While checking over the galleries at National Museum of Scotland this morning we were intrigued and excited to find two anthirium flowers and a photograph placed on the plinth beside the large Cook Islands feast bowl on display.
Feast bowl from the Cook Islands in the Grand Gallery of National Museum of Scotland, Edinburgh
They were accompanied by a message in red ink reading:
‘In memory of Dear Friend of Titaua Whom spent family gatherings in Anstruther – Princess Victoria Kaiulani Cleghorn – (16.10.1875 – 6.3.1899) For the deep kinship between the Pacific Princesses’
Tribute to Princess Kaiulani placed beside the feast bowl on the day of her birthday in 1875 – the16th October
Princess Kaiulani was part of the Hawaiian royal family and daughter of a Scottish man Archibald Cleghorn and Princess Likelike of Hawaii. During the 1890s she spent time in Scotland with the Tahitian Princess Titaua who at that time lived in the Scottish fishing town of Anstruther. The feast bowl next to which the tribute was placed is part of a larger collection at the museum which belonged to Princess Titaua. This particular piece was originally gifted to her in 1871 by Parua, the high chief of Atiu in the Cook Islands.
Princess Titaua was the daughter of an English man and the sister of Queen Pomare IV of Tahiti. Queen Pomare IV adopted Titaua in accordance with a Tahitian custom and gave her the royal name of Tetuanui-reia-ite-raiatea. At fourteen Titaua married Scottish trader John Brander. Following his death, she married Brander’s business associate, a Scottish businessman named George Darsie. In 1892 they retired to Darsie’s hometown of Anstruther.
National Museums Scotland recently acquired a Jour Apres Jour Book (Birthday Book) which belonged to Princess Titaua Darsie. It contains a number of signatures, as was the practice of registering a signature on the appropriate birthday. The book reveals further people within Titaua’s network and adding to her important collection.
Jour apres Jour book which previously belonged to Princess Titaua of Tahiti
Although we’ve only recently gone live with this site, the Pacific Collections Review project actually started at the beginning of April this year. Needless to say a lot more has happened over the past 5 months than I can fit into one blog post but I thought I would share a little about one aspect of the collections I have reviewed so far. The idea of the review is to give an overview of different groups of objects at each of the four partner museums and also to highlight some areas for further research. Following research of other collections review approaches e.g. UCL’s toolkit and that used for the Egyptology collection at Salford Museum and Art Gallery presented in the ‘What’s in Store? Collections review in the North West’ publication, I have formulated a review method to fit the aims and timescale of this project.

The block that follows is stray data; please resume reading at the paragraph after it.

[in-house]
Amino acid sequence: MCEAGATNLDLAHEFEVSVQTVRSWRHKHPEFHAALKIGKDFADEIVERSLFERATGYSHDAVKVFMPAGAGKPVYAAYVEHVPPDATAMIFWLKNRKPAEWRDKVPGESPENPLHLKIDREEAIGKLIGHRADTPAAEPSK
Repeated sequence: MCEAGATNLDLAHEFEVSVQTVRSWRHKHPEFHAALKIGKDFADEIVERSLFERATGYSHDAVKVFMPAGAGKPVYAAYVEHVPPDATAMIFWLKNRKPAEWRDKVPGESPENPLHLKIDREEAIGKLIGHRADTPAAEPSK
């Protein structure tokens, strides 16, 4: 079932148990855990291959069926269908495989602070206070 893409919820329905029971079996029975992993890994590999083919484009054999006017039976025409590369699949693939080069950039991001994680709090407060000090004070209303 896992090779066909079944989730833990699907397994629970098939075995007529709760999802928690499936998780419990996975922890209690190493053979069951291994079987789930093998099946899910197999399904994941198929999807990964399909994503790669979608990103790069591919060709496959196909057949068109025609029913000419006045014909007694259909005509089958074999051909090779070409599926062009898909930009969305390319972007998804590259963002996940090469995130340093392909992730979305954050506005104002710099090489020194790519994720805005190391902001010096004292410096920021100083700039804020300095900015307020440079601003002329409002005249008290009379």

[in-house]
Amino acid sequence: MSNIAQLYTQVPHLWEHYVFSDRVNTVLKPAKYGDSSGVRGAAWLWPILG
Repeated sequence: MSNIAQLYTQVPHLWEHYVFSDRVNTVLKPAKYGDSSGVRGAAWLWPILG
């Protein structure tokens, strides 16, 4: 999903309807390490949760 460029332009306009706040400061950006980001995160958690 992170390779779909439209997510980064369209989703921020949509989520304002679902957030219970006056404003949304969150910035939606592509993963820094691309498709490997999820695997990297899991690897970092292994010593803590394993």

In order to ensure this methodology was suitable to be taken forward, it was decided to test it on the collection from the Hawaiian Islands held at National Museums Scotland (NMS). This collection numbers 98 objects, a third of which are status objects. Most of the material was collected in the late 18th and early 19th century. Among the items are eight objects believed to be collected on Captain Cook’s third voyage (1776-9), such as this figure carving, or akua ka’ai:
Some of the most striking objects in the Hawaiian collection are the feather cloaks and capes (ahu’ula). Different types of feathers were collected from native birds to make ahu’ula. Those composed of red and yellow feathers were associated with the highest chiefs. Yellow signified political power and red was the colour associated with the sacred. These are two of the seven ahu’ula in the NMS collection:
I was particularly struck by the barkcloth or tapa (kapa) as Hawaiian examples are very distinctive. There are 28 pieces of kapa at NMS. Earlier tapa tended to be thicker with bold, more free-hand patterns such as this example:
At NMS there are examples of tapa collected on Cook’s third voyage as well as several pieces collected on Captain Beechey’s voyage on HMS Blossom which visited the Hawaiian Islands in 1825-6. One of the pieces from Beechey’s voyage is actually 4 pieces sewn together:
It seems it was common in the 19th century for collectors (and possibly those working in museums?) to cut sections from a large sheet of tapa to be inserted into books, exchanged as samples and suchlike. There are several pieces from which samples have clearly been cut at some point such as this piece, also collected by Captain Beechey:
Today, the thought of a collector or curator slicing up a textile in this way would strike fear in the heart of many working in museums, but it appears at one point it was perfectly acceptable. That part of the tapa’s history now becomes another part of the story it tells.